University of New Mexico Votes to Keep Chick-fil-A on Campus

Albequerque, New Mexico — Students at the University of New Mexico recently voted to keep the popular fast food restaurant chain Chick-fil-A on campus after some students expressed concern that the restaurant made them feel “unsafe.”

The Student Union Building Board, also known as SUB, had proposed a vote after receiving a resolution that the restaurant be banned because of its alleged past donations to groups that oppose homosexual behavior, as well as statements made by company president Dan Cathy.

As previously reported, Chick-fil-A first came under fire last year following comments that Cathy had made to Baptist Press outlining that he is “very much supporting of the family — the Biblical definition of the family unit.”

“We are a family-owned business, a family-led business, and we are married to our first wives,” he said. “We give God thanks for that.”

According to the Washington Post, Cathy had also stated on a radio broadcast in June that he believed that the promotion of homosexual “marriage” was evoking the wrath of God upon America.

“As it relates to society in general, I think we’re inviting God’s judgment on our nation when we shake our fist at him and say, ‘We know better than you as to what constitutes a marriage,’” he opined. “And I pray God’s mercy on our generation that has such a prideful, arrogant attitude to think that we have the audacity to try to redefine what marriage is about.”

A number of cities and colleges that have been offended by Cathy’s comments have considered kicking Chick-fil-A off campus for its beliefs. Last year, Elon University in North Carolina voted to evict Chick-fil-A from the premises.

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While students at the University of New Mexico were divided over the matter, a recent survey of 3,700 students and staff showed that 94 percent wanted the restaurant to stay.

“No one is in imminent danger on this campus because of chicken,” one student told KOAT-TV.

SUB president Rebecca Vanucci disagreed.

“If someone is telling me they feel unsafe, then I feel I should respect that and that’s why I wanted them removed,” she said.

In taking an official tally, SUB voted to 8-3 to keep Chick-fil-A on campus.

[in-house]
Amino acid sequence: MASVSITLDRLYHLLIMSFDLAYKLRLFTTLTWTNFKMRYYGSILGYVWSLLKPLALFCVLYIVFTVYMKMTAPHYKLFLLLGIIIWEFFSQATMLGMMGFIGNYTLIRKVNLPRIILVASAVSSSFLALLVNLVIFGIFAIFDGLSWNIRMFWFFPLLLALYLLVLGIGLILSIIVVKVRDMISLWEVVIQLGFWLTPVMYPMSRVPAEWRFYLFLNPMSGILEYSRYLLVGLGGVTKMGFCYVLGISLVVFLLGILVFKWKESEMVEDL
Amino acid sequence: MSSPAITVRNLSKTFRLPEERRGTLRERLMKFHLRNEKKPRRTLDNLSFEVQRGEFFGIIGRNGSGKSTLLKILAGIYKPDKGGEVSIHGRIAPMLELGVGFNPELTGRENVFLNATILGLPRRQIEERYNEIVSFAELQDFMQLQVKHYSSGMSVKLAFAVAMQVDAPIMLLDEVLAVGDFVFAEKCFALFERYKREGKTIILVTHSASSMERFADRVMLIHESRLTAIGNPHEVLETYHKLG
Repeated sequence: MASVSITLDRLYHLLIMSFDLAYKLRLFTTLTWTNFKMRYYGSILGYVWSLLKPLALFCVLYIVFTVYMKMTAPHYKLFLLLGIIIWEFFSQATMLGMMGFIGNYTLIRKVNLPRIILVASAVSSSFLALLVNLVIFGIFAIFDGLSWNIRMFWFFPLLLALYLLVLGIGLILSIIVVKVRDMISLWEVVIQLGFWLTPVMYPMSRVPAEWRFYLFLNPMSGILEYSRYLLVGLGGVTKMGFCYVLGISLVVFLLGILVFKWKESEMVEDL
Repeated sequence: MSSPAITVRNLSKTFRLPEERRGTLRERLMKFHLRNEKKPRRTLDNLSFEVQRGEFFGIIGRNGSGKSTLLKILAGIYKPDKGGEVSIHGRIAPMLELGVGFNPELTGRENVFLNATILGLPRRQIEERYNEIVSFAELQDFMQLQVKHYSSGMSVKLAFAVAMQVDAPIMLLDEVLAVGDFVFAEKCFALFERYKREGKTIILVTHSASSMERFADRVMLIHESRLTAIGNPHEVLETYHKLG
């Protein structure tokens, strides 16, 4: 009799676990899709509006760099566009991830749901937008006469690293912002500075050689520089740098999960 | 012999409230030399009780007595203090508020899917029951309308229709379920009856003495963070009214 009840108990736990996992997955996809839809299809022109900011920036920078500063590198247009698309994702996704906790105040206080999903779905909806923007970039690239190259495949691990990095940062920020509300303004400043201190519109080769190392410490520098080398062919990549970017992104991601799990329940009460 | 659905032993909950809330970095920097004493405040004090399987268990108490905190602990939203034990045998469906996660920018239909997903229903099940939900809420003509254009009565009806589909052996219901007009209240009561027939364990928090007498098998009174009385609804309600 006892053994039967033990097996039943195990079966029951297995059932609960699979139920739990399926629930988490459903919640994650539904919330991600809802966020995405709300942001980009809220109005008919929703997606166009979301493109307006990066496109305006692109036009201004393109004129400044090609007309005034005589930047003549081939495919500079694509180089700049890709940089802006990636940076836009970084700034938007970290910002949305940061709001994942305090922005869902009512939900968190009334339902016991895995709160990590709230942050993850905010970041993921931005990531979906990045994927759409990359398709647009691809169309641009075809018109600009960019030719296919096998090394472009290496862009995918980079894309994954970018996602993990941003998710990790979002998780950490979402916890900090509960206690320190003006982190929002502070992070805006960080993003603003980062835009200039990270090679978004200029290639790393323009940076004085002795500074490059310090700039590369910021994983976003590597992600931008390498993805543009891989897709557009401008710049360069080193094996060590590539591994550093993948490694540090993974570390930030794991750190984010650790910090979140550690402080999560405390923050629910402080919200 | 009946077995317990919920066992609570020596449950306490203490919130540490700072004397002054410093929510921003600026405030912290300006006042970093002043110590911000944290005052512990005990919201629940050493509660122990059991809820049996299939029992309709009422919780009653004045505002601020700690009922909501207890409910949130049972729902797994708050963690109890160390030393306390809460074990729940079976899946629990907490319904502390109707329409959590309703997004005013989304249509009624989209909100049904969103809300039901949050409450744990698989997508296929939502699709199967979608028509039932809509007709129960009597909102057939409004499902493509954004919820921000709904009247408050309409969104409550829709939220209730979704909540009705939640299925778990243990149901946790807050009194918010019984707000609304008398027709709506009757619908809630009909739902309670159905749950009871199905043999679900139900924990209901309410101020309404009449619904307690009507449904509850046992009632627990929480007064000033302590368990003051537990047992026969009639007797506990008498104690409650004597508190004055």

Walter Miller, associate vice president for student life at University of New Mexico, said that student feedback likely played a large role in influencing the vote.

“I think the research and survey results are what was important for them,” he told reporters. “To get feedback from the campus community in the whole, that was the important part.”

Vanucci said she felt that part of the reason the restaurant was not replaced was because of the costs associated with such a move.

“The SUB and administration has to pay between $175,000 to $400,000 to just move them out and put a new [restaurant] in,” she said.

As previously reported, Chick-fil-A says that while company president Dan Cathy expressed his support for the “Biblical definition of the family unit,” the restaurant has long adhered to a policy of equal treatment toward homosexuals, whether they be customers or employees.

“The Chick-fil-A culture and service tradition in our restaurants is to treat every person with honor, dignity and respect – regardless of their belief, race, creed, sexual orientation or gender. We will continue this tradition in the over 1,600 restaurants run by independent owner/operators,” the company posted on July 19th on its official Chick-fil-A Facebook page following national uproar over Cathy’s statements. “Going forward, our intent is to leave the policy debate over same-sex marriage to the government and political arena.”

It also explained in a statement last September that it has never purposefully donated to companies that oppose homosexual “marriage.”

“For many months now, Chick-fil-A’s corporate giving has been mischaracterized,” the company outlined. “Chick-fil-A’s giving heritage is focused on programs that educate youth, strengthen families and enrich marriages, and support communities. We will continue to focus our giving in those areas.”

“Our intent is not to support political or social agendas,” Chick-fil-A further clarified, noting that the company’s charitable contributions have always been to positive charities that are not issue-based.

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